FCC Commissioner Kathleen Abernathy said the commission intends to issue a decision about rebanding 800 MHz users in April to resolve public-safety interference issues in the band, which would bring a conclusion to the controversial two-year proceeding.

During a press briefing yesterday, Abernathy also said she is worried about the litigation risks associated with granting 1.9 GHz spectrum to Nextel as part of the deal. Indeed, critics of the Consensus Plan proposal repeatedly have noted that the Communications Act mandates that such airwaves must be auctioned.

Scott Cleland, CEO of The Precursor Group, said such concern is warranted, because “even a five-year-old can tell” the FCC is on shaky legal footing if it gives spectrum to Nextel outside the auction process. For public safety, the concern is that legal maneuverings could threaten the ability to reband in a timely manner, he said.

“[The FCC has] got to thread the needle here, because that decision will be challenged in court,” Cleland said. “They don’t want rebanding to be caught up [in litigation].”

But FCC Chairman Michael Powell, in a letter to 23 members of Congress, this week said the commission has the legal right to award spectrum, noting that Section 316 of the Communications Act “authorizes the Commission to modify licenses if such action will promote the public interest."

In the same letter, Powell said he does not believe Nextel will benefit from the rebanding because its iDEN technology platform is designed specifically to work with non-contiguous spectrum.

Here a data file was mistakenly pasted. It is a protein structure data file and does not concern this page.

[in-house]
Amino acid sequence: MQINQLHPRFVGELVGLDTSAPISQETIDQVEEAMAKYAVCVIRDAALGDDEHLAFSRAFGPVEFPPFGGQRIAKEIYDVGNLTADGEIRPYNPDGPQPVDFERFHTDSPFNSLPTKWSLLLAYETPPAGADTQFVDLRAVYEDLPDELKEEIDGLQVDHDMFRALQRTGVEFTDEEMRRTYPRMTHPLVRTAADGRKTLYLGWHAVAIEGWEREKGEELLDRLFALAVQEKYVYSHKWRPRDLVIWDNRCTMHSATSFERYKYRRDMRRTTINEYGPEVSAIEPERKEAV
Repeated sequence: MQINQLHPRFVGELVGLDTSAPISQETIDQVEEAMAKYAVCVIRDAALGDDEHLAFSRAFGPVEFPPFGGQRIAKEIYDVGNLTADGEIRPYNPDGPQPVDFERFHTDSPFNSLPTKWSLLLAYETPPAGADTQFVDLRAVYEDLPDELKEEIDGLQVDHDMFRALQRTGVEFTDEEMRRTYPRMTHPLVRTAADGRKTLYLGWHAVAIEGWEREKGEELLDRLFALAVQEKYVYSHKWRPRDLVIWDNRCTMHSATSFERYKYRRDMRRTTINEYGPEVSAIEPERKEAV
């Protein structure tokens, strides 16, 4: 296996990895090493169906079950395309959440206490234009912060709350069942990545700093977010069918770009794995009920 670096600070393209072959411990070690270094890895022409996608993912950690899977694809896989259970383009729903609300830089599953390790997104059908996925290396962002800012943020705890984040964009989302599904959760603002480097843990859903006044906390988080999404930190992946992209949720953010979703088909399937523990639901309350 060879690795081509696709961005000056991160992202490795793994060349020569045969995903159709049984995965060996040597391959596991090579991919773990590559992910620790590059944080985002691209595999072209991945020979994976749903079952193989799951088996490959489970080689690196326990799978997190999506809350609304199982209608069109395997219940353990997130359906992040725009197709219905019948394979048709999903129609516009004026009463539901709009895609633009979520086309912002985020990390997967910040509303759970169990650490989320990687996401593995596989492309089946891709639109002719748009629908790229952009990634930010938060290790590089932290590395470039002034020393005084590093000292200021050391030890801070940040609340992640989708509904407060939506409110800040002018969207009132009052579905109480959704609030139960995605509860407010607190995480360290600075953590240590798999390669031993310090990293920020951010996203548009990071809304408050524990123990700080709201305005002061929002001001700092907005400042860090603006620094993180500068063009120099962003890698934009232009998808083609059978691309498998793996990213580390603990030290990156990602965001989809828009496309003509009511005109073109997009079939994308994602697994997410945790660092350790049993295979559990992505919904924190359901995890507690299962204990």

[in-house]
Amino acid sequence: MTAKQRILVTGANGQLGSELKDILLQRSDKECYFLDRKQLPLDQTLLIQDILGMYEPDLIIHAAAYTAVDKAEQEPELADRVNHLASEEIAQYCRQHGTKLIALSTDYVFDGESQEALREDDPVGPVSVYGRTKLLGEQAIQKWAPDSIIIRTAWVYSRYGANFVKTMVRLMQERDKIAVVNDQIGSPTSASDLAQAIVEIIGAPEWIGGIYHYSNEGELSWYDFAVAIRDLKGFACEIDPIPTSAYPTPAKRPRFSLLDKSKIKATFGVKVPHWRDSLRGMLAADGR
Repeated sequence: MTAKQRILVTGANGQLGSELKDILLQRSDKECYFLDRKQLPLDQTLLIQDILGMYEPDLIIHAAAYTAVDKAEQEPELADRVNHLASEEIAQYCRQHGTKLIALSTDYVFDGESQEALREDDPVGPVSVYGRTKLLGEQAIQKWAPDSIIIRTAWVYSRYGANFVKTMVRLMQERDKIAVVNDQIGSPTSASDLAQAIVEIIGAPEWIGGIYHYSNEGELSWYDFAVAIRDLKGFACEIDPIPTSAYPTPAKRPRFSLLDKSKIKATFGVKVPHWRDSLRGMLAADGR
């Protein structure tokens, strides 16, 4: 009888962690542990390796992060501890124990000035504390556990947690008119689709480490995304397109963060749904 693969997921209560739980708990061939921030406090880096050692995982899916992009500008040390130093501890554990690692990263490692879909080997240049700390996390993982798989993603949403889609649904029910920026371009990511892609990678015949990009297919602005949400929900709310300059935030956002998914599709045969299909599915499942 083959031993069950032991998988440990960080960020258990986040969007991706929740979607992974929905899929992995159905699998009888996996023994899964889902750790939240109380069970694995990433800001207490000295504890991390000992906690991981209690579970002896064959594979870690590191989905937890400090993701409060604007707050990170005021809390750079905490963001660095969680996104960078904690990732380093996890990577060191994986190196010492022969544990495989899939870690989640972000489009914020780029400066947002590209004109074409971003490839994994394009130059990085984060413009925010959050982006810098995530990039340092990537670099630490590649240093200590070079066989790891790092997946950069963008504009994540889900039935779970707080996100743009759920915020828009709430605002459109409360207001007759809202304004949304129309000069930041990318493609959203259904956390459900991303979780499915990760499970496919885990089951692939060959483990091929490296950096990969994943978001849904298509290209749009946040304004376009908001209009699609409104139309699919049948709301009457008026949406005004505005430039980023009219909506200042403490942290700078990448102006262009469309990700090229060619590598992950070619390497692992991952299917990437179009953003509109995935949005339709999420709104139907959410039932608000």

According to reports, the FCC staff last week circulated a draft order that included the key components of the Consensus Plan—rebanding 800 MHz to provide contiguous spectrum to public safety and Nextel, which also would get spectrum at 1.9 GHz—but did not include a final payment amount from the wireless carrier.

Nextel has agreed to pay $850 million to offset public safety’s costs of rebanding, but observers believe the wireless carrier will have to pay more. Guzman & Co. telecom analyst Patrick Comack has projected Nextel will have to pay an additional $1.5 billion, which would force Nextel to commit to a total payment of $2.35 billion.

Rep. Vito Fossella (R-N.Y.) this week said Nextel should be required to pay more, because he is concerned Nextel’s $850 million pledge will not be enough to cover rebanding costs.

“The Consensus Plan fails to provide sufficient funding to upgrade public-safety communications, with some estimating a shortfall of $1 billion,” Fossella said in a prepared statement. “Indeed, because no provisions have been made for additional funding to cover public safety’s costs, the taxpayers will likely be forced to foot the bill. The Consensus Plan has the potential to become known as the ‘$1 Billion Tax Increase Plan on the American People.’”

However, Powell said requiring Nextel to pay the costs of 800 MHz incumbents is a sensitive issue—and another aspect that could be subject to future litigation.

“For example, were the costs of imposing such an obligation so nominal as not to affect the value of the license, a court would likely uphold it,” Powell stated in his letter. “Were the cost so high that the commercial entity’s license would be substantially devalued, a court could view the action as an unreasonable modification of the license.”